This is the last blog in a 3 part series on Mindfulness and Addiction. This one is all about getting our hands dirty in practice when it comes to working with cravings and urges. Let me set the landscape. The late Dr. Alan Marlatt had a friend who was a surfer and also a cigarette smoker and no matter how hard he tried, he just couldn’t quit. Alan described this process of bringing attention to the breath while observing the physical sensations of the urge and watching them as they came and went. His friend said to him “It’s like you’re using the breath to surf the urge.” And so it was, urge surfing was born.
I had mentioned in an earlier blog that an urge is an impulse to engage in the addictive behavior and is expressed via physical sensations in the body. Cravings are thoughts or desires to engage in the behavior. An urge to engage in an addictive behavior can be seen as an ocean wave in that it starts small, gets bigger, crests, and finally subsides.
The peak of an urge usually lasts somewhere between 20-30 minutes. Urge surfing teaches us to use the focus of our breath as a “surfboard” for riding the wave of uncomfortable thoughts, feelings, and sensations rather than the usual approach of try and avoid the discomfort of the urge by using.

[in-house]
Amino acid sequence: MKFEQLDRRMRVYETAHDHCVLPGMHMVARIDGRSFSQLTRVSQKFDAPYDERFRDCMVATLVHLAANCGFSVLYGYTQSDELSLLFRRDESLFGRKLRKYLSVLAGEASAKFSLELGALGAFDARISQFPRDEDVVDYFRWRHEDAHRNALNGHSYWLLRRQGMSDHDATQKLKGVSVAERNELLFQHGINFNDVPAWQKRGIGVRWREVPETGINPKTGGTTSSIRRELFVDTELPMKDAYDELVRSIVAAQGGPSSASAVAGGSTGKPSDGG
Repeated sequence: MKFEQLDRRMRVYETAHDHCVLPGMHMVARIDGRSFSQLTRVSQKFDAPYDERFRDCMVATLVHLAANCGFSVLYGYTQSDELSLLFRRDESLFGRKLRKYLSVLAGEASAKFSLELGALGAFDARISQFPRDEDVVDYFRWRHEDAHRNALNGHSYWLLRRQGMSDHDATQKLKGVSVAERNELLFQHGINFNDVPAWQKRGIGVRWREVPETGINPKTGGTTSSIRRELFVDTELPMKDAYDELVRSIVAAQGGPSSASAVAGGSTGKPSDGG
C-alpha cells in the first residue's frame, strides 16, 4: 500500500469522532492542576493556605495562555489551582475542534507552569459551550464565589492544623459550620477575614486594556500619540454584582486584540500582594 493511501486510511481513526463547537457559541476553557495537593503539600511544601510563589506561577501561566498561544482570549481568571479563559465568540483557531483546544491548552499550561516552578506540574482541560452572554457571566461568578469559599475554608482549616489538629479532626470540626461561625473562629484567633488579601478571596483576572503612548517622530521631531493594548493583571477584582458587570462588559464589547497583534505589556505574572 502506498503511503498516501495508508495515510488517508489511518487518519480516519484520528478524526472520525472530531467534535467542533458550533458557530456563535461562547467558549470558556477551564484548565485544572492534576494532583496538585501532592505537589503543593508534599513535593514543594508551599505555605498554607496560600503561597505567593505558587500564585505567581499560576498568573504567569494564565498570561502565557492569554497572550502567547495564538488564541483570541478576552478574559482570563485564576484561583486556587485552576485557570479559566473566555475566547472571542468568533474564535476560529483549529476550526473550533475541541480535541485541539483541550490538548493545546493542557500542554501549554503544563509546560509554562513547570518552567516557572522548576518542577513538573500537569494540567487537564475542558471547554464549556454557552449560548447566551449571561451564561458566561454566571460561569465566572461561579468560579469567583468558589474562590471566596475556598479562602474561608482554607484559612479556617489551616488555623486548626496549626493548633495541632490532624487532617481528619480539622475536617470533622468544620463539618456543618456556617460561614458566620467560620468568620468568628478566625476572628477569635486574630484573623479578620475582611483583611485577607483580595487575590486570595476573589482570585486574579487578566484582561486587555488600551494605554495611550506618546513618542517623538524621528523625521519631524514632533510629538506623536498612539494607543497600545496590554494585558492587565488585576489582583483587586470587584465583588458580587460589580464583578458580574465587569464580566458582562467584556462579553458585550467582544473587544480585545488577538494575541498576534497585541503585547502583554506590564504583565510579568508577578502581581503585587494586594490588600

Here’s how to do it:
See if you can try some of this next time you have a craving or an urge to get on the internet or get back to that text when, in the moment, your relaxation or family might need you more.
Each time we are able to successfully use mindfulness to ride out the craving to engage in our addictive behavior – our cravings or urges become less frequent and less intense and we become stronger, more confident, and more in control of our own lives.
Finally, it is also well known that for most people, recovery is facilitated best with the support system of a community who can share struggles, triumphs, and healthy lifestyle choices together. I recommend looking up a community in your area to join around your particular addiction. Also, if you are suffering from physical or severe psychological issues, I recommend seeking support from a medical and health care professional.
As always, please share your thoughts, comments, and questions below. Your additions here provide a living wisdom for us all to benefit from.
Photo by Rodrigo Herraz, available under a Creative Commons attribution license.
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Last reviewed: 29 Apr 2011